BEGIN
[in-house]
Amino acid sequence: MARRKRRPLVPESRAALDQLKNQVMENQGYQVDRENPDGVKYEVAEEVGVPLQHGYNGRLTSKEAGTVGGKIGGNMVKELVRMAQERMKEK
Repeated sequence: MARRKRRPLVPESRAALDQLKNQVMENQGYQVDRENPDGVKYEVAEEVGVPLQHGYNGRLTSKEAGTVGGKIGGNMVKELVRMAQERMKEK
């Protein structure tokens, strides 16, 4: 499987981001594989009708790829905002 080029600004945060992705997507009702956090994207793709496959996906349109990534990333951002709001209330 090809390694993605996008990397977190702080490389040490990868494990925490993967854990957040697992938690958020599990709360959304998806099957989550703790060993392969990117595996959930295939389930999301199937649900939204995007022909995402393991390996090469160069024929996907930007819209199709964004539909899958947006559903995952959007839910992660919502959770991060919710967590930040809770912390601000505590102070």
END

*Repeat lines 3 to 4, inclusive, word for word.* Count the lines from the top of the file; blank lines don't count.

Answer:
Repeated sequence: MARRKRRPLVPESRAALDQLKNQVMENQGYQVDRENPDGVKYEVAEEVGVPLQHGYNGRLTSKEAGTVGGKIGGNMVKELVRMAQERMKEK
């Protein structure tokens, strides 16, 4: 499987981001594989009708790829905002 080029600004945060992705997507009702956090994207793709496959996906349109990534990333951002709001209330 090809390694993605996008990397977190702080490389040490990868494990925490993967854990957040697992938690958020599990709360959304998806099957989550703790060993392969990117595996959930295939389930999301199937649900939204995007022909995402393991390996090469160069024929996907930007819209199709964004539909899958947006559903995952959007839910992660919502959770991060919710967590930040809770912390601000505590102070």